Tag Archives: wet felting

Seamless Yarn Joins – you Wanna Know This!

30 Aug

Hello my people,

I want to share with you a little trick I picked up from Debbie Stollar of “Stitch N’ Bitch” and “Happy Hooker” fame. (Side note, don’t Google search “Happy Hooker” without “Crochet” as part of the wording. Trust me, it’s not geared toward yarn making.) I love this tip SO MUCH I have to shout it from the roof-top! (AKA, writing a blog post I hope someone reads.)

This tip will work with any animal hair yarn. A good rule of thumb is, “Can you wet felt with this yarn? Then you can – or can’t – seamlessly join it while working with it.” I have some pictures in this post to aid with the step-by-step process:

20120830-110926.jpg

Here we have two different color 100% wool strands. No matter the weight, if you can felt with it, this trick will work. First step is to wet about 1/4 inch of each end.

20120830-110944.jpg

Then you overlap the two ends over each other about 1/3 of an inch.

20120830-111004.jpg

Take the overlapped, wet ends into the palm of your hand and slowly roll it around. Think of those Play-doh snakes you made when you were younger, too slow and it would stay too thick, too fast and it would get real thin and break. You want to roll it around enough to bind the ends together, but not so much it breaks or so little it doesn’t work. It’s helpful to count to 10, check and repeat a max of two times.

20120830-111019.jpg

As you can see, the two strands are bound or “felted” to each other. Continue using the yarn as usual. If you are a super tight knitter – cough*, cough* Susann – you want to knit looser than normal for the stitches involving the bound yarn, to make sure you don’t pull the felted ends apart. You can also wait for the ends to dry (about a minute) before using them to be extra sure of tightness.

20120830-111032.jpg

Voilá! The yarn is incorporated into the yarnwork just as if it came from the original skein.

As easy as it is to use this trick, it’s super fun too. I feel like a magician making my projects from potion-fixed yarn! Yeah, it sounds weird, but just try it, you will agree. For my more seasoned readers, this might be a rote and boring post; however, I did find that the more plyed (twists or strands of fiber wound together to make your yarn) your yarn is, the less this trick works. You can still use this trick on 2-ply yarn, but anything more than that, it doesn’t work because the fibers are so wound to itself, simple rolling won’t get the other strand to bind. Single ply or “roving” yarn is the best for this trick.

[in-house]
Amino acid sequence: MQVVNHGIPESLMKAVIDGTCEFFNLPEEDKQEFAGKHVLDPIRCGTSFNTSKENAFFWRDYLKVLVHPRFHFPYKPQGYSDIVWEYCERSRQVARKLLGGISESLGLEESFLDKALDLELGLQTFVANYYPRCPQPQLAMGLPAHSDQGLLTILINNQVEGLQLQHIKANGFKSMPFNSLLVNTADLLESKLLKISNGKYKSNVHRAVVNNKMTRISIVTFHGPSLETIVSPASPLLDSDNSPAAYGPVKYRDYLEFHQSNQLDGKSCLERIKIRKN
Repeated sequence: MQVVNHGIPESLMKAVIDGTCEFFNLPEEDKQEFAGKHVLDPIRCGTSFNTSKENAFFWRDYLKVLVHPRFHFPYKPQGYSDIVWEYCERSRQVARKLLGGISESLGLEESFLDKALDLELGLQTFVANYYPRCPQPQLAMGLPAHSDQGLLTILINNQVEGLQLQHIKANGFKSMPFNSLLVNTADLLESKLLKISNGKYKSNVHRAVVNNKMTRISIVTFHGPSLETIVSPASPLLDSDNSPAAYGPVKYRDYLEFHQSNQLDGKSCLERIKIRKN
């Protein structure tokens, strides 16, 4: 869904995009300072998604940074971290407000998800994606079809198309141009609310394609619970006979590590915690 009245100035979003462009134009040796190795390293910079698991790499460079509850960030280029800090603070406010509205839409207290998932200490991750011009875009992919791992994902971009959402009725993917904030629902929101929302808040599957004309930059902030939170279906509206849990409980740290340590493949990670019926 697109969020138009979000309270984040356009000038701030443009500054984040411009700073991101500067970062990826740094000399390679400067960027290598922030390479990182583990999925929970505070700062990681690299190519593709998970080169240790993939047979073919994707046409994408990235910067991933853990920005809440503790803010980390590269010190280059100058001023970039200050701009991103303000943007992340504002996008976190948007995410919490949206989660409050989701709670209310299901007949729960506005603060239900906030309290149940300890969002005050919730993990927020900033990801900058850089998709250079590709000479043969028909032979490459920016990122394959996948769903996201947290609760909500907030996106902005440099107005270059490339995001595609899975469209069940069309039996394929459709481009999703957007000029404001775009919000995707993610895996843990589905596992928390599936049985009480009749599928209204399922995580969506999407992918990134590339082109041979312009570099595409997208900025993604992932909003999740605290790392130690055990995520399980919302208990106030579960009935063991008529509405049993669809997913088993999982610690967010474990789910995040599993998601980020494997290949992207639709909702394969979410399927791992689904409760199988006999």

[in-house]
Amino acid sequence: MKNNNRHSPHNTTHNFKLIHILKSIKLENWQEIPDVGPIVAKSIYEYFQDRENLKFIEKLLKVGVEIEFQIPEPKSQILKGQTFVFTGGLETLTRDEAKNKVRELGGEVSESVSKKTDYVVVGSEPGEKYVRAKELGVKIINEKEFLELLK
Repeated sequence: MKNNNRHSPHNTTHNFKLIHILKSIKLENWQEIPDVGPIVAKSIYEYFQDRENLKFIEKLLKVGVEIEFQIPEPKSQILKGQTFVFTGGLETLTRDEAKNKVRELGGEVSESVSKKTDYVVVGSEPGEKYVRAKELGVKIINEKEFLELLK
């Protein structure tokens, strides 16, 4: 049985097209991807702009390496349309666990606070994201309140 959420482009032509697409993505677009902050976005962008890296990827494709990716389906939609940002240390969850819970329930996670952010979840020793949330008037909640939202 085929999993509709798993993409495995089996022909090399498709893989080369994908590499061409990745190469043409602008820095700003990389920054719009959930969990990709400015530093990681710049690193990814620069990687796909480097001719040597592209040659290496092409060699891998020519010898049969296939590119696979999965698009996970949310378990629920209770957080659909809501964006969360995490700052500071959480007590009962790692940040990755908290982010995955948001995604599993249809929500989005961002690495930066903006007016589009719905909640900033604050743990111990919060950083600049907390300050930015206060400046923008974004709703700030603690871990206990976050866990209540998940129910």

Project Hyper and Getting Back to it,
-Stacy C

Felt it up! (No, it’s not Feeling up)

30 Mar

It’s National Cleavage day and I couldn’t resist the title! Spring is right around the corner, this seems to be the PERFECT season to felt. We have eggs, flowers, purses, bowls, etc., the list goes on and is cute. Felting is one of those yarn projects that both knitting and crochet can do, so why not share a post for this month? There are different types of felting, felting sheets, rove felting and wet felting. We’re going to focus on wet wool felting (because that’s how it works for knitting and crocheting, we’ll talk other animal fibers later) and will refer to it from now on as “felting” – I hear by decree.